Parts of Malaysia Plane Wreckage Search Area Are Too Deep for Robotic Sub

Your News Companion by Ben Mathis-Lilley
April 15 2014 10:22 AM

Even a Robot Submarine Couldn't Get Down Far Enough to Look For the Malaysia Plane Yesterday

bluefin21ondeck
The Bluefin 21.

Bluefin Robotics

The area of the ocean floor being scanned for remnants of MH370 is so far underwater that a robotic submarine used by the Navy for deep-water tasks had to head back to the surface after reaching its maximum depth on Monday's search mission. From the AP:

Search crews sent the U.S. Navy's Bluefin 21 into the depths Monday to begin scouring the seabed for the missing Malaysia Airlines Boeing 777 after failing for six days to detect any new signals believed to be coming from its black boxes.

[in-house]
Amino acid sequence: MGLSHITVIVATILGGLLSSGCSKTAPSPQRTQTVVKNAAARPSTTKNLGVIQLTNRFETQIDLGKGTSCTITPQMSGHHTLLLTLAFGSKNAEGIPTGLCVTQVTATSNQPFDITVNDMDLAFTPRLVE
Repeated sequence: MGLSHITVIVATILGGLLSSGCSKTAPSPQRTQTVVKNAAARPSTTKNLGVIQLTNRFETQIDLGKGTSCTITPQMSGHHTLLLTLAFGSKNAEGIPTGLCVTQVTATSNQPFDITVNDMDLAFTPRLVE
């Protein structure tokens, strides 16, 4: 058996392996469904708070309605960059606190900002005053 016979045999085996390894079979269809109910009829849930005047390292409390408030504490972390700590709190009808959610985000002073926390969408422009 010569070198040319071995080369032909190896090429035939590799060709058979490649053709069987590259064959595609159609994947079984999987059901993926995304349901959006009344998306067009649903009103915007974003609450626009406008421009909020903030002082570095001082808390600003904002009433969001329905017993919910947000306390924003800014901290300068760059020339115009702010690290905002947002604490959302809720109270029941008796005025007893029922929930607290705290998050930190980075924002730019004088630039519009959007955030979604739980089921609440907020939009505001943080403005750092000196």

But the 16-hour mission was cut short when the unmanned sub, which is programmed to hover 30 meters (100 feet) above the seabed, entered a patch that was deeper than its maximum depth of 4,500 meters (15,000 feet), the search coordination center and the U.S. Navy said.
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There are other submersibles that can go deeper—James Cameron has been in person to the deepest goddang part of the ocean, 36,000 feet below the surface—but the search team hasn't yet found one that's available.

Ben Mathis-Lilley edits the Slatest. Follow @Slatest on Twitter.

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